Rutgers University

Intellectual Humility and Cultural Diversity in Philosophy: An Examination of the extent an implications of cultural diversity in philosophical intuition

Stephen P. Stich, Edouard Machery



Philosophy is not a discipline noted for intellectual humility. Plato insisted that in an ideal state the king should be a philosopher. Descartes maintained that philosophy is the root from which all the sciences grow. And the Logical Positivists dismissed religion, morality, aesthetics, and political theory as “meaningless nonsense.” Though the lack of intellectual humility in these views is blatant, we believe that there may be another enormously important and largely unrecognized departure from intellectual humility running through much of Western philosophy.From Plato to the present, philosophers have relied on intuitions about cases as an important source of data. Typically, the philosopher will set out a hypothetical example and pose a question involving a philosophically important concept. Here are two examples:

(1) An acquaintance who asked you to store his weapons asks you to return them after having lost his mind. Would it be morally wrong for you to refuse?

(2) A man believes that it is 2:00 p.m. because he has just glanced at the clock in the town square and the clock says 2:00 p.m. The man is correct; it is 2:00 p.m. However the clock is broken. It always says it is 2:00 p.m. Does the man know that it is 2:00 p.m.?

When there is little disagreement among philosophers, it is assumed that philosophers’ intuitions about cases are both universal and reliable. Thus philosophers’ intuitions can be used as evidence in philosophical arguments. Contemporary philosophers often make claims about “our” intuitions, and what “we” think about cases, where it is clear that “we” is intended to denote not just the philosopher and a few like-minded colleagues, but almost all thoughtful people.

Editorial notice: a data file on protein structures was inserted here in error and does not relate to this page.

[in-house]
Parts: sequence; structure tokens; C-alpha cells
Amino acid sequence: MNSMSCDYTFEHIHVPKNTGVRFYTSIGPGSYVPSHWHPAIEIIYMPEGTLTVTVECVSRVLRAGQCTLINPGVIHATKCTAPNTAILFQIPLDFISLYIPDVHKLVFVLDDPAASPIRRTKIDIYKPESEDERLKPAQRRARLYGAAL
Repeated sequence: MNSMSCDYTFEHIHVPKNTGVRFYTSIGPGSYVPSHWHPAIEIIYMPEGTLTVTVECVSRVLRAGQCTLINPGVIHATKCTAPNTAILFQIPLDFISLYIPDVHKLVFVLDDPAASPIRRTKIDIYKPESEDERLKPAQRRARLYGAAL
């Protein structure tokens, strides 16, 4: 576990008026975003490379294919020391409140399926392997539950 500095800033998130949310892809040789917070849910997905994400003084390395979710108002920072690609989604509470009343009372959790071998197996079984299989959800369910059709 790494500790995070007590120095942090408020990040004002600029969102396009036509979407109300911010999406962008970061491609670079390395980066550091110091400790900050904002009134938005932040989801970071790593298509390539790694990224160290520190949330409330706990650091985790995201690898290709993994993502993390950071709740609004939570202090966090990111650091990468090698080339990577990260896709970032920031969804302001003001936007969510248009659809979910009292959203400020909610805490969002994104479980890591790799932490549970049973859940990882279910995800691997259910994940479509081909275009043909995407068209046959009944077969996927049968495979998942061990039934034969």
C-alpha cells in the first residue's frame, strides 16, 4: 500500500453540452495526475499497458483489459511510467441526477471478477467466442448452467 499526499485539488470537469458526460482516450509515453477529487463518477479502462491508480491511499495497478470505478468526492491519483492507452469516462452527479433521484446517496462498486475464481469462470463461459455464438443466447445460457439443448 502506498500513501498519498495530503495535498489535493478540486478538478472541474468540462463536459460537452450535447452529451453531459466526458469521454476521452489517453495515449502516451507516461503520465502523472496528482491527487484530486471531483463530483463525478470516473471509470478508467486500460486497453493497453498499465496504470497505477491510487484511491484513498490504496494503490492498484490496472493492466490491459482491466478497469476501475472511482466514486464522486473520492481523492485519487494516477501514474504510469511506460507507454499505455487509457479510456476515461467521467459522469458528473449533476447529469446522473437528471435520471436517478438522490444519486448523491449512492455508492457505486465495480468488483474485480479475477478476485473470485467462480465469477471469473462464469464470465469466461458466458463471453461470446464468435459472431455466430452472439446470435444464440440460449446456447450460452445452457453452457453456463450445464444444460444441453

Over the last decade, however, the newly emerging field of “experimental philosophy” has posed a challenge to the claim that the professional philosophers’ intuitions about philosophically important cases are universal. Rather, in a growing number of studies, it has been shown that people in different cultural groups – Asians and Westerners, males and females, people of high and low socio-economic status, people with different personality types, people of different ages, people with different native languages, etc. – have different intuitions about cases designed to explore what people think about knowledge, morality, free will, consciousness and other important philosophical issues. Several studies have suggested that professional philosophers may be a demographic group whose intuitions about cases differ systematically from the intuitions of non-philosophers in their culture.

This project will conduct the largest and most systematic study of philosophical intuitions in different cultural groups ever undertaken. Collecting data in more than 15 countries around the world, we will seek to determine the extent to which philosophical intuitions really do differ cross-culturally. When the data are in, we will assemble an international conference, web-cast live and open to people around the world, to debate their implications. Do they show that philosophers should make major changes in their standard methodology? If so, what changes are appropriate to accommodate cultural differences in philosophical intuition?